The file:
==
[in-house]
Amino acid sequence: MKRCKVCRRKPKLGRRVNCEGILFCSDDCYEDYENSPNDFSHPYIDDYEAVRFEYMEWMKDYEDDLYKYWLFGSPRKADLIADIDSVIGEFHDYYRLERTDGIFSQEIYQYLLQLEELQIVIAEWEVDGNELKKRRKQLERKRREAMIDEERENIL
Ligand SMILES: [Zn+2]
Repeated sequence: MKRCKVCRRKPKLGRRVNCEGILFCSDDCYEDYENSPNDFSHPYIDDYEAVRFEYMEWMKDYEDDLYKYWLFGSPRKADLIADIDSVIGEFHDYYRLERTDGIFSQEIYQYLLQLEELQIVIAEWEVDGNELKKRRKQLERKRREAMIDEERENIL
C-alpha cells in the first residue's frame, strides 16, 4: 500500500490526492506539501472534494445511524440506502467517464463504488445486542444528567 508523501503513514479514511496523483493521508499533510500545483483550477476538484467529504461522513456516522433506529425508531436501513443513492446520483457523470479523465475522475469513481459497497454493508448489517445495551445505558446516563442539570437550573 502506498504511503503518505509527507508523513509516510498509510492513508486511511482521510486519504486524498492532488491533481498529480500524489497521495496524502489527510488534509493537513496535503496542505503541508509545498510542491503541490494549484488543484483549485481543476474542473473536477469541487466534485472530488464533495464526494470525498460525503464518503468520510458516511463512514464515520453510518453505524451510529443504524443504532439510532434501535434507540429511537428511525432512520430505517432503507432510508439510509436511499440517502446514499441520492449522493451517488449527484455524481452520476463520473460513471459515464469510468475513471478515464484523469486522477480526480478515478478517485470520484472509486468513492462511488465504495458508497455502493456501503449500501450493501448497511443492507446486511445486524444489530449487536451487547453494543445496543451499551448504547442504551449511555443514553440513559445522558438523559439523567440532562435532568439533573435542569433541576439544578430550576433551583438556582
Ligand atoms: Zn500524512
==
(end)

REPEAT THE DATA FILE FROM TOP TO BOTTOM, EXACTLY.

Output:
[in-house]
Amino acid sequence: MKRCKVCRRKPKLGRRVNCEGILFCSDDCYEDYENSPNDFSHPYIDDYEAVRFEYMEWMKDYEDDLYKYWLFGSPRKADLIADIDSVIGEFHDYYRLERTDGIFSQEIYQYLLQLEELQIVIAEWEVDGNELKKRRKQLERKRREAMIDEERENIL
Ligand SMILES: [Zn+2]
Repeated sequence: MKRCKVCRRKPKLGRRVNCEGILFCSDDCYEDYENSPNDFSHPYIDDYEAVRFEYMEWMKDYEDDLYKYWLFGSPRKADLIADIDSVIGEFHDYYRLERTDGIFSQEIYQYLLQLEELQIVIAEWEVDGNELKKRRKQLERKRREAMIDEERENIL
C-alpha cells in the first residue's frame, strides 16, 4: 500500500490526492506539501472534494445511524440506502467517464463504488445486542444528567 508523501503513514479514511496523483493521508499533510500545483483550477476538484467529504461522513456516522433506529425508531436501513443513492446520483457523470479523465475522475469513481459497497454493508448489517445495551445505558446516563442539570437550573 502506498504511503503518505509527507508523513509516510498509510492513508486511511482521510486519504486524498492532488491533481498529480500524489497521495496524502489527510488534509493537513496535503496542505503541508509545498510542491503541490494549484488543484483549485481543476474542473473536477469541487466534485472530488464533495464526494470525498460525503464518503468520510458516511463512514464515520453510518453505524451510529443504524443504532439510532434501535434507540429511537428511525432512520430505517432503507432510508439510509436511499440517502446514499441520492449522493451517488449527484455524481452520476463520473460513471459515464469510468475513471478515464484523469486522477480526480478515478478517485470520484472509486468513492462511488465504495458508497455502493456501503449500501450493501448497511443492507446486511445486524444489530449487536451487547453494543445496543451499551448504547442504551449511555443514553440513559445522558438523559439523567440532562435532568439533573435542569433541576439544578430550576433551583438556582
Ligand atoms: Zn500524512